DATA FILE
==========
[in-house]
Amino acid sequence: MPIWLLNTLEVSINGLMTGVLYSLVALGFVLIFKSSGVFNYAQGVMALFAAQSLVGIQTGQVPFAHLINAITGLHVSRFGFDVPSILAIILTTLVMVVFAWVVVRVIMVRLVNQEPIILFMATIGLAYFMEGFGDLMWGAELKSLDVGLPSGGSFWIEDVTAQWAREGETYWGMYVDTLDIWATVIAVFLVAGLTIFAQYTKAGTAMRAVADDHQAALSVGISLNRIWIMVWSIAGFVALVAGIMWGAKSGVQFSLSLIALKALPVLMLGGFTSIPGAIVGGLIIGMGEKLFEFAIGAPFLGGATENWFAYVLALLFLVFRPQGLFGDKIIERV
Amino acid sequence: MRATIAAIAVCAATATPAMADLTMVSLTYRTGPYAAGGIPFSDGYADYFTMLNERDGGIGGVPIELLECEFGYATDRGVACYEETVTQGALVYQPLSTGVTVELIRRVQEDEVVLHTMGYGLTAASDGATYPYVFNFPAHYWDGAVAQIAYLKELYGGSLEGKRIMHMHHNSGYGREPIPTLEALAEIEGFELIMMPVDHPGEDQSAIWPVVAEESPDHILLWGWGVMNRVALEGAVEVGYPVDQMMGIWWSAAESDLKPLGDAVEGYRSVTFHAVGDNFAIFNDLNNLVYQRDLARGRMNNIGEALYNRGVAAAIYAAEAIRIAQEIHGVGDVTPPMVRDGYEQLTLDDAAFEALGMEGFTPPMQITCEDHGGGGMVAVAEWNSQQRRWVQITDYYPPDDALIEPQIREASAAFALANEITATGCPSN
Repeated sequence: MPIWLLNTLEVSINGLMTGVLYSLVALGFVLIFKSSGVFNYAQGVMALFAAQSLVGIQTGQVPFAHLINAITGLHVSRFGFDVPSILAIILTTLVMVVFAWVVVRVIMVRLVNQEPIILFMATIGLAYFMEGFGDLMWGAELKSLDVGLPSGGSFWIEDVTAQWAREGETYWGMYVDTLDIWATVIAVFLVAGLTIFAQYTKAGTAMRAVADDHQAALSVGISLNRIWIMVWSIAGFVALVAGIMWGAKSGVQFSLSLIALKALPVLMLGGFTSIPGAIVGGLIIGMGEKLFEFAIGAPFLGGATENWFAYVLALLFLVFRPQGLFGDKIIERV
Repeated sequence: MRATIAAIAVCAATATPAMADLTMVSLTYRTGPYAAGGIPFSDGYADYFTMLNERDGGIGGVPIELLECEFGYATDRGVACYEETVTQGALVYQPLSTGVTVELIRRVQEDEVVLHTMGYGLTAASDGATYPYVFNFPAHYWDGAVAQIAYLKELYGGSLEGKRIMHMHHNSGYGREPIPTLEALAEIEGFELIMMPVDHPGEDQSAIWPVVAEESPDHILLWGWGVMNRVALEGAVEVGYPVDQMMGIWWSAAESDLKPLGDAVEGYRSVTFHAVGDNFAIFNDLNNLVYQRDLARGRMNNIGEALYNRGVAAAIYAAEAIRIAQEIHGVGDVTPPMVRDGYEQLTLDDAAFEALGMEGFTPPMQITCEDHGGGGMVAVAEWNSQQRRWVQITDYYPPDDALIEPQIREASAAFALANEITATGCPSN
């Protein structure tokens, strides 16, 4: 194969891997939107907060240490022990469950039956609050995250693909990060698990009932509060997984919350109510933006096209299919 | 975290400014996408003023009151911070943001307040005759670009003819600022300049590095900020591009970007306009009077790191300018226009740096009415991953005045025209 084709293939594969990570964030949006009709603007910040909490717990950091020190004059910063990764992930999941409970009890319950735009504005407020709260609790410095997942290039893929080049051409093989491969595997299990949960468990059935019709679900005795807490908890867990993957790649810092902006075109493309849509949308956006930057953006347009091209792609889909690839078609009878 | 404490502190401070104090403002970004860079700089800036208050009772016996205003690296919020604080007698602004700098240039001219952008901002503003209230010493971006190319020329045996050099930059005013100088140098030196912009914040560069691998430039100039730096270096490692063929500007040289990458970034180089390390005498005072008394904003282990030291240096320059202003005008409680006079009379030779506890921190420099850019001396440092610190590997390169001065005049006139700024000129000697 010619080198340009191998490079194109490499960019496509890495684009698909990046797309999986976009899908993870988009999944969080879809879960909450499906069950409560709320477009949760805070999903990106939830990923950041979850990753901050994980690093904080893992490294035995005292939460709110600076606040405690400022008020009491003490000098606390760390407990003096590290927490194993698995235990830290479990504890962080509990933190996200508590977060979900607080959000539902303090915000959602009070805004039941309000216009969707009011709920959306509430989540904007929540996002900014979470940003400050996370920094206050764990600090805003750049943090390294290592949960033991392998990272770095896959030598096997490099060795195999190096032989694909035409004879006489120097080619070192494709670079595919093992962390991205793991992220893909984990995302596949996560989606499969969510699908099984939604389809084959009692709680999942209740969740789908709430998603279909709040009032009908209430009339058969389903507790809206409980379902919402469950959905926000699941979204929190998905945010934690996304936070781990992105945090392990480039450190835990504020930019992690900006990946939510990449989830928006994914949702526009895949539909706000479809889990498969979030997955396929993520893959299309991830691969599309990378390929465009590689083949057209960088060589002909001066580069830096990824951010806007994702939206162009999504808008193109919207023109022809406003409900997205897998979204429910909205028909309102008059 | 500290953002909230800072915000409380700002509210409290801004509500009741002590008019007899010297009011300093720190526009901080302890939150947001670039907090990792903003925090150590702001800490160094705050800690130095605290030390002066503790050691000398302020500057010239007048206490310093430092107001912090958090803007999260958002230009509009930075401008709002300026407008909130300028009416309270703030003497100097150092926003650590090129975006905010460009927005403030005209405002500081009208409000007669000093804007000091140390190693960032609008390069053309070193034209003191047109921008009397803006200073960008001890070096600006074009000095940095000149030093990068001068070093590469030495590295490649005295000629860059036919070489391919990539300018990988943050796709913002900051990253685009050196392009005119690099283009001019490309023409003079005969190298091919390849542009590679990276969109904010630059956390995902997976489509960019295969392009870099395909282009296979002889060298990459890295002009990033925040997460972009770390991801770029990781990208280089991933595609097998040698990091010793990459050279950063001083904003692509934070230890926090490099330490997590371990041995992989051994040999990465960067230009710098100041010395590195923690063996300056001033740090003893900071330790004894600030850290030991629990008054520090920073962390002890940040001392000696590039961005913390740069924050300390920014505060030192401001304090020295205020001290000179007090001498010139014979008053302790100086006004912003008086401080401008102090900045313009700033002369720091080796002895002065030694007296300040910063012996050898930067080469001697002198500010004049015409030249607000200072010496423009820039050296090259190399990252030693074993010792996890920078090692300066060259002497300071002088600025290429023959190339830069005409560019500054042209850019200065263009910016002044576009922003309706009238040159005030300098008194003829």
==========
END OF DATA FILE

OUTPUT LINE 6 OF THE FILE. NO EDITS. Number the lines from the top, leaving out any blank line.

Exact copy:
């Protein structure tokens, strides 16, 4: 194969891997939107907060240490022990469950039956609050995250693909990060698990009932509060997984919350109510933006096209299919 | 975290400014996408003023009151911070943001307040005759670009003819600022300049590095900020591009970007306009009077790191300018226009740096009415991953005045025209 084709293939594969990570964030949006009709603007910040909490717990950091020190004059910063990764992930999941409970009890319950735009504005407020709260609790410095997942290039893929080049051409093989491969595997299990949960468990059935019709679900005795807490908890867990993957790649810092902006075109493309849509949308956006930057953006347009091209792609889909690839078609009878 | 404490502190401070104090403002970004860079700089800036208050009772016996205003690296919020604080007698602004700098240039001219952008901002503003209230010493971006190319020329045996050099930059005013100088140098030196912009914040560069691998430039100039730096270096490692063929500007040289990458970034180089390390005498005072008394904003282990030291240096320059202003005008409680006079009379030779506890921190420099850019001396440092610190590997390169001065005049006139700024000129000697 010619080198340009191998490079194109490499960019496509890495684009698909990046797309999986976009899908993870988009999944969080879809879960909450499906069950409560709320477009949760805070999903990106939830990923950041979850990753901050994980690093904080893992490294035995005292939460709110600076606040405690400022008020009491003490000098606390760390407990003096590290927490194993698995235990830290479990504890962080509990933190996200508590977060979900607080959000539902303090915000959602009070805004039941309000216009969707009011709920959306509430989540904007929540996002900014979470940003400050996370920094206050764990600090805003750049943090390294290592949960033991392998990272770095896959030598096997490099060795195999190096032989694909035409004879006489120097080619070192494709670079595919093992962390991205793991992220893909984990995302596949996560989606499969969510699908099984939604389809084959009692709680999942209740969740789908709430998603279909709040009032009908209430009339058969389903507790809206409980379902919402469950959905926000699941979204929190998905945010934690996304936070781990992105945090392990480039450190835990504020930019992690900006990946939510990449989830928006994914949702526009895949539909706000479809889990498969979030997955396929993520893959299309991830691969599309990378390929465009590689083949057209960088060589002909001066580069830096990824951010806007994702939206162009999504808008193109919207023109022809406003409900997205897998979204429910909205028909309102008059 | 500290953002909230800072915000409380700002509210409290801004509500009741002590008019007899010297009011300093720190526009901080302890939150947001670039907090990792903003925090150590702001800490160094705050800690130095605290030390002066503790050691000398302020500057010239007048206490310093430092107001912090958090803007999260958002230009509009930075401008709002300026407008909130300028009416309270703030003497100097150092926003650590090129975006905010460009927005403030005209405002500081009208409000007669000093804007000091140390190693960032609008390069053309070193034209003191047109921008009397803006200073960008001890070096600006074009000095940095000149030093990068001068070093590469030495590295490649005295000629860059036919070489391919990539300018990988943050796709913002900051990253685009050196392009005119690099283009001019490309023409003079005969190298091919390849542009590679990276969109904010630059956390995902997976489509960019295969392009870099395909282009296979002889060298990459890295002009990033925040997460972009770390991801770029990781990208280089991933595609097998040698990091010793990459050279950063001083904003692509934070230890926090490099330490997590371990041995992989051994040999990465960067230009710098100041010395590195923690063996300056001033740090003893900071330790004894600030850290030991629990008054520090920073962390002890940040001392000696590039961005913390740069924050300390920014505060030192401001304090020295205020001290000179007090001498010139014979008053302790100086006004912003008086401080401008102090900045313009700033002369720091080796002895002065030694007296300040910063012996050898930067080469001697002198500010004049015409030249607000200072010496423009820039050296090259190399990252030693074993010792996890920078090692300066060259002497300071002088600025290429023959190339830069005409560019500054042209850019200065263009910016002044576009922003309706009238040159005030300098008194003829």